Comprised of South Park-like construction paper animation by Travis Betz, the recently released video for “Hang Up The Spurs” possess a surreally nightmarish and grimly violet dream-like logic, in which killer robots roam the Earth and stab everything in their sight, including the soldiers tasked to destroy those killer robots and ends with the moon turned into an angry Medusa that turns everything on the planet into stone.

Although formed more than a decade ago, Athens, GA-based act Cinemechanica have managed to only release their groundbreaking debut effort, The Martial Arts and its follow-up, Rivals EP; however, the band featuring the primary and founding trio of Bryant Williamson (guitar), Joel Hatstat (bass) and Maserati‘s Mike Albanese (drums have developed a reputation for being one of the Southeast’s pioneering math rock/noise rock acts — and for a meticulous attention to detail, frequently taking several months to write on songs that may only last a few seconds.

The band’s long-awaited sophomore, self-titled, full-length effort is slated for a September 23, 2016 through Arrowhawk Records — and the album, which was recorded with Kevin Ratterman, best known for his work with Young Widows and My Morning Jacket and mixed by Converge’s Kurt Ballou has the band collaborating with Manray‘s Jordan Olivera (guitar/vocals) and with Lazer/Wulf’s Bryan Aiken for live shows.

Clocking in at a little over two minutes, the self-titled album’s first single “Vietnamese Pool Party” brings to mind a number of adjectives — often simultaneously: punishing, frenetic, tense, blistering, abrasive, aggressively sneering, teeth-baring, muscular, insistent, angular. And that shouldn’t be surprising as the band pairs dense, cascading sheens of angular guitar stabs, thundering and rolling drumming and frayed vocal chord howling in a song that feels and sounds as though the band is trying to squeeze as many notes as humanly possible within a bar of music, while structurally leaning towards spastic and impatient prog rock as the song actually is comprised of three distinct sections of incredibly dexterous guitar work by Williamson and Olivera held together by Albanese’s propulsive and forceful drumming.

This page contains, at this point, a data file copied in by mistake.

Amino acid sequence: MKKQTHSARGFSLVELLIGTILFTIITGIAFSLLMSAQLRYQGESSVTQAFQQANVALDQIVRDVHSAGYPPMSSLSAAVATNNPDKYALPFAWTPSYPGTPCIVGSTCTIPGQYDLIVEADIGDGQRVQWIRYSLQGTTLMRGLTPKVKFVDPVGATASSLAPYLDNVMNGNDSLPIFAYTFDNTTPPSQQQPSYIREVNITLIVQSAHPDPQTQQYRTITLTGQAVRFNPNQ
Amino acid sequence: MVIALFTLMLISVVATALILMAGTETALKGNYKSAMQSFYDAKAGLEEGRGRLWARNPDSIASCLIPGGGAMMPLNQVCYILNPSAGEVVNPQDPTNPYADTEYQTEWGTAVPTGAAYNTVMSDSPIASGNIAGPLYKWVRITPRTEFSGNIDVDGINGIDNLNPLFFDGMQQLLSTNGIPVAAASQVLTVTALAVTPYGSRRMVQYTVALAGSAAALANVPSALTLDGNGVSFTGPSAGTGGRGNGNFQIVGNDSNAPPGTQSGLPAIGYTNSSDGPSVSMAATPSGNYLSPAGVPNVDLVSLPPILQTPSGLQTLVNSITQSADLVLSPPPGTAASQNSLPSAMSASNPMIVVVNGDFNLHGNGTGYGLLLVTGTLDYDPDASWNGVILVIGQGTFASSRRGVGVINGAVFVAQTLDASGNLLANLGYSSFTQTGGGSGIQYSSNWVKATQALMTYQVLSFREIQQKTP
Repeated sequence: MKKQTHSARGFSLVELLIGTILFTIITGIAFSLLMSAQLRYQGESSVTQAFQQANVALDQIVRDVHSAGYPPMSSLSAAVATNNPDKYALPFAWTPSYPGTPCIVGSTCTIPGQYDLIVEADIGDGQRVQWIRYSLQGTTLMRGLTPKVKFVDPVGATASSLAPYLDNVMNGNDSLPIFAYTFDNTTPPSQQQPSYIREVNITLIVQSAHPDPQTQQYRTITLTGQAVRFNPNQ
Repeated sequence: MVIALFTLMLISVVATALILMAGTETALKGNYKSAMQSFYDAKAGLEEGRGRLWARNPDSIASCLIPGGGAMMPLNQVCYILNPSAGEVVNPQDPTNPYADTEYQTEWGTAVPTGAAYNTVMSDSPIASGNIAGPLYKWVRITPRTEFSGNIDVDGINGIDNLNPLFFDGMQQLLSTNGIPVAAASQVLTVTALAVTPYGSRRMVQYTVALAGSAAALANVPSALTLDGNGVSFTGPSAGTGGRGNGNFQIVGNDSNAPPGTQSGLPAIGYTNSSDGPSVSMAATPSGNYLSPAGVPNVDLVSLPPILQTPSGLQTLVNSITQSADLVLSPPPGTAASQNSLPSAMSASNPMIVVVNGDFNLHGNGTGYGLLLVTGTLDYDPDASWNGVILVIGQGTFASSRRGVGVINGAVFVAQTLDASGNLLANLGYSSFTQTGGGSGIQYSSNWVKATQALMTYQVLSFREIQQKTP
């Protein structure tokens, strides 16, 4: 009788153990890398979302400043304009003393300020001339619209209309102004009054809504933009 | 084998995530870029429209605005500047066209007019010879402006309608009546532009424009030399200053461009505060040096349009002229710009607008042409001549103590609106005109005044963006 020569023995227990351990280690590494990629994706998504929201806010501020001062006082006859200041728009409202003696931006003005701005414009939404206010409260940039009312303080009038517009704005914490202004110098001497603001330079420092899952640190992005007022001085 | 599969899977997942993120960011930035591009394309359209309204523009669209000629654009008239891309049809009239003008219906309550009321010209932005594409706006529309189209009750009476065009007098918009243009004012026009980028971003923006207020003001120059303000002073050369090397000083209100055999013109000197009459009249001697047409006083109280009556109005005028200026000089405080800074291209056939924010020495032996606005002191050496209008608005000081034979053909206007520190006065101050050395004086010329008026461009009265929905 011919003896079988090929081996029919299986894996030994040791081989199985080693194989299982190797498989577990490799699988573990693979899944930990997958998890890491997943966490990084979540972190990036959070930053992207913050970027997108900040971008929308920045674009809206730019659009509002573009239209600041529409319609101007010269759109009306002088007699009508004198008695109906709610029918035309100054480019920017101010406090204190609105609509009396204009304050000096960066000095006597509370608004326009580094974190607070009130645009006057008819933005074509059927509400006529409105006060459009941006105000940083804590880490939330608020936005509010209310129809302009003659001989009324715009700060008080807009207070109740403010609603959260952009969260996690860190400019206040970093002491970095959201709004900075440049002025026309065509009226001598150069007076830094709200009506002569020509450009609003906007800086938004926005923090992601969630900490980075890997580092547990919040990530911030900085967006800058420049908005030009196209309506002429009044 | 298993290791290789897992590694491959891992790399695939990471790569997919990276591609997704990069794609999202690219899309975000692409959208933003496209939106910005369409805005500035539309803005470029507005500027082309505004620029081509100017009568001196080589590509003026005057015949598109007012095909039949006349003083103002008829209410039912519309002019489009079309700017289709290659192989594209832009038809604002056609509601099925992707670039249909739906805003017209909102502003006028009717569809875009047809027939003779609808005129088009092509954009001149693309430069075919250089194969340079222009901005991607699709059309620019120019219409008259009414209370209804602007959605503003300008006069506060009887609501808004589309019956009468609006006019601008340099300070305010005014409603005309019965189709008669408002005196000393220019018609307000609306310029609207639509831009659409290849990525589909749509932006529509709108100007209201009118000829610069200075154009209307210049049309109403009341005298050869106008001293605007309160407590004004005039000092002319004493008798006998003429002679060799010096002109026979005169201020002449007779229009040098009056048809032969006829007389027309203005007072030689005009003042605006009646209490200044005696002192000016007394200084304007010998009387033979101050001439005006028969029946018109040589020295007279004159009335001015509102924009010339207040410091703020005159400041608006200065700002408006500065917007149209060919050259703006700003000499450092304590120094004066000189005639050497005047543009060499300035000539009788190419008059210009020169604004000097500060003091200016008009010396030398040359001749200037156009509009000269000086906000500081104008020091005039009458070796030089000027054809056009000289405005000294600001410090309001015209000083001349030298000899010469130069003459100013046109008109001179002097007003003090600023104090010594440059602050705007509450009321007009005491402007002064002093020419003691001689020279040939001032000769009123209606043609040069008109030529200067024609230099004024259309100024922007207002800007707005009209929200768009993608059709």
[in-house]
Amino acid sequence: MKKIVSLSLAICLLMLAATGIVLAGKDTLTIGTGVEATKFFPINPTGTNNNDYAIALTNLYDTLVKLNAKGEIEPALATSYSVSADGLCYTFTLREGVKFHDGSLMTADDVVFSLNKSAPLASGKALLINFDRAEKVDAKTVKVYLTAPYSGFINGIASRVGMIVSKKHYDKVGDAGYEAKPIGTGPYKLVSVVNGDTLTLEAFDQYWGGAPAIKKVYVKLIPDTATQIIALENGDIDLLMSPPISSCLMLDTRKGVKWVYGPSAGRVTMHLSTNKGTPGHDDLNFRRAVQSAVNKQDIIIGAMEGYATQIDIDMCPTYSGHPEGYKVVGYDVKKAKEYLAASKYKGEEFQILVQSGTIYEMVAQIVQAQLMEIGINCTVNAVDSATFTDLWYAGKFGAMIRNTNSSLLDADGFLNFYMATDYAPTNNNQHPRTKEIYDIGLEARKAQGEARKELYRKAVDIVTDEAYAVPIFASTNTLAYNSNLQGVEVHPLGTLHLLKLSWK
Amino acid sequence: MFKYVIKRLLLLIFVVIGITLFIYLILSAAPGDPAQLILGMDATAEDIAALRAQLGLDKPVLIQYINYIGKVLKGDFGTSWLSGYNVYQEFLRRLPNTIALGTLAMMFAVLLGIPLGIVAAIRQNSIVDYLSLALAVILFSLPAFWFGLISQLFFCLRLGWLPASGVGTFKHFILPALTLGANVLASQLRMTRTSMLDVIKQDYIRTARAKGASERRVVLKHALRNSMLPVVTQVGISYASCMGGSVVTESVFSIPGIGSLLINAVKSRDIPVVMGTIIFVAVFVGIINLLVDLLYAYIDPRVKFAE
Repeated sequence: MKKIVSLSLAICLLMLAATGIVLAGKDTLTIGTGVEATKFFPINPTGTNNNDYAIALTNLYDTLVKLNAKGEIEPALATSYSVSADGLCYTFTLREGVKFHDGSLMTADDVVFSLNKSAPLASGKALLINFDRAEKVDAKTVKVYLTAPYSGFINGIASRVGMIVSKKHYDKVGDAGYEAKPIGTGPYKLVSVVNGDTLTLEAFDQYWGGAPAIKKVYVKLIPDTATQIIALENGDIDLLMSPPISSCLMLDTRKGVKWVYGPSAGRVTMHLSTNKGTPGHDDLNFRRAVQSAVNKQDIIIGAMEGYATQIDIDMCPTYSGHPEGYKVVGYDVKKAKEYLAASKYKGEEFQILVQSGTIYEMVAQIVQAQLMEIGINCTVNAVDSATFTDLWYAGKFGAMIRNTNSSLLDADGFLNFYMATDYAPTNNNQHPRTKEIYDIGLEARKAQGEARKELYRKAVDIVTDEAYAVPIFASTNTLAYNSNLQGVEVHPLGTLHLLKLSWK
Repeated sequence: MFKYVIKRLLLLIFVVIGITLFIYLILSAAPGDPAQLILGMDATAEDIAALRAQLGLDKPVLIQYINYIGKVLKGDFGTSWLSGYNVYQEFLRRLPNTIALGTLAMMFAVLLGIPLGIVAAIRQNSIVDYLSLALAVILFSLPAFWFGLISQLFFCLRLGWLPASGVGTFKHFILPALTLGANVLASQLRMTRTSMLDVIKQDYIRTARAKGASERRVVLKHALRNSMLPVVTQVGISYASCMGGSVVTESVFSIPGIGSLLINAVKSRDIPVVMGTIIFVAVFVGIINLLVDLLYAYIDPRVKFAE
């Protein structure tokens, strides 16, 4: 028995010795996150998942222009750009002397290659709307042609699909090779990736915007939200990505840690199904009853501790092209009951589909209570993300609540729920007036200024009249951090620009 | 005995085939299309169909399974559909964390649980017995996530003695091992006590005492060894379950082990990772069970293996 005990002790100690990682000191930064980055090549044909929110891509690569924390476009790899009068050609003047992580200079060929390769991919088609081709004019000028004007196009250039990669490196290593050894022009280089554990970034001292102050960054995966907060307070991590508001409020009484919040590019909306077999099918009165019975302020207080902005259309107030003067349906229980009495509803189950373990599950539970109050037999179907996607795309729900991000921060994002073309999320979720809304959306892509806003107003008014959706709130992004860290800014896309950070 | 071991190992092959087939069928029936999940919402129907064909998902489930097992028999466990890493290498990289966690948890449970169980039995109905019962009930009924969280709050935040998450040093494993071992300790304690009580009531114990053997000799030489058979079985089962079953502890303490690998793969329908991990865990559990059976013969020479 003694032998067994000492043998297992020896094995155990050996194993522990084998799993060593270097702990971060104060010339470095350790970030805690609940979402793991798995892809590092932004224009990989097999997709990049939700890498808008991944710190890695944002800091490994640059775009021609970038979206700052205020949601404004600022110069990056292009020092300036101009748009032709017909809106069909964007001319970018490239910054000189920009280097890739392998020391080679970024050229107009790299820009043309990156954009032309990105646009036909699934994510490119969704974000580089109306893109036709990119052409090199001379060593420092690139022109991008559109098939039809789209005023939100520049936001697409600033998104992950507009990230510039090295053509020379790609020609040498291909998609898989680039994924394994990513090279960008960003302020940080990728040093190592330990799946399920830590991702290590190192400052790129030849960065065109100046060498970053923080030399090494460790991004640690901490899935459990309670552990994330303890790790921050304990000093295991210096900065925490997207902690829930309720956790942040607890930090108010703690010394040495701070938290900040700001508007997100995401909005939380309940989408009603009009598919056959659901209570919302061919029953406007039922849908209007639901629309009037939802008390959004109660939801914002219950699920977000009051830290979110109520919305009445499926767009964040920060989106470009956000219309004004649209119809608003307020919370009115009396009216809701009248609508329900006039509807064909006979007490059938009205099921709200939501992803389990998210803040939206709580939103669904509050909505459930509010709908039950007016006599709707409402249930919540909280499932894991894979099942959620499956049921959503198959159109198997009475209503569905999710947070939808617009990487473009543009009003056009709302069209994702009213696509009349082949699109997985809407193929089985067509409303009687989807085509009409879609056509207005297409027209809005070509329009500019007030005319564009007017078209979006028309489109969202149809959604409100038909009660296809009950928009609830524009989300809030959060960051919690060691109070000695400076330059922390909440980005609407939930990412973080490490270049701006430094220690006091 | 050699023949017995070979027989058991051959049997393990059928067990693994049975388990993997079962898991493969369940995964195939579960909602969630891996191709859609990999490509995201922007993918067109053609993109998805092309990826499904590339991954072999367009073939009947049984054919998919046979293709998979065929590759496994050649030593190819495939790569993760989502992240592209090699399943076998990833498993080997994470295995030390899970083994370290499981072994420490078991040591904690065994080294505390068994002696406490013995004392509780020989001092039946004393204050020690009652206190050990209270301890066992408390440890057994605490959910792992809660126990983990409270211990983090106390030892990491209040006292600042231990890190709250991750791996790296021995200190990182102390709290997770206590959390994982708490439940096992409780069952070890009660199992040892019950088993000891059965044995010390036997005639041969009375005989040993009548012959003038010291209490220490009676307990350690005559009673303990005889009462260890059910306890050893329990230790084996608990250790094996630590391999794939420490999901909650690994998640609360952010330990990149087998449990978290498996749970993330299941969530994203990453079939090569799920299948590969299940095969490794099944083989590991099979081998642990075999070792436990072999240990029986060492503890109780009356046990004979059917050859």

Although they’ve had a number of lineup changes over the years, the Athens, GA-based quartet Maserati, currently comprised of Coley Dennis (guitar), Matt Cherry (guitar). Chris McNeal (bass) and Mike Albanese (drums), have developed a reputation for a sound that draws heavily from post-rock, psych rock and prog rock since their formation back in 2000. Over the last few years, the band has increasingly been pursuing a sound that meshes elements of space rock, krautrock and psych rock with a retro-futuristic leaning.

The band’s forthcoming album Rehumanizer slated for an October 30 release through Brooklyn-based label Temporary Residence, Ltd. marks the first album that the band completely self-produced, as well as an effort in which the band openly employed technology as a songwriting tool.

As a result, Rehumanizer’s first single “End of Man” meshes a trippy motorik groove comprised of cascades of buzzing and shimmering synths, forcefully propulsive drumming and angular guitar chords played through layers of reverb and delay pedals paired with vocals fed through vocoder to craft a song that sounds inspired by Kraftwerk, Hawkwind and The Sword simultaneously. The album’s second single “Rehumanizer II” meshes propulsive and undulating synths, angular guitar chords reminiscent of A Flock of Seagulls‘ “I Ran ” and U2‘s “Wire,” and four-on-the-floor drumming to craft a furious and tense composition that clearly draws equally from 80s synth pop as it does from krautrock, complete with a chugging motorik groove. Both tracks are taut yet incredibly cinematic, as though they should be part of the soundtrack of a post apocalyptic, sci-fi thriller.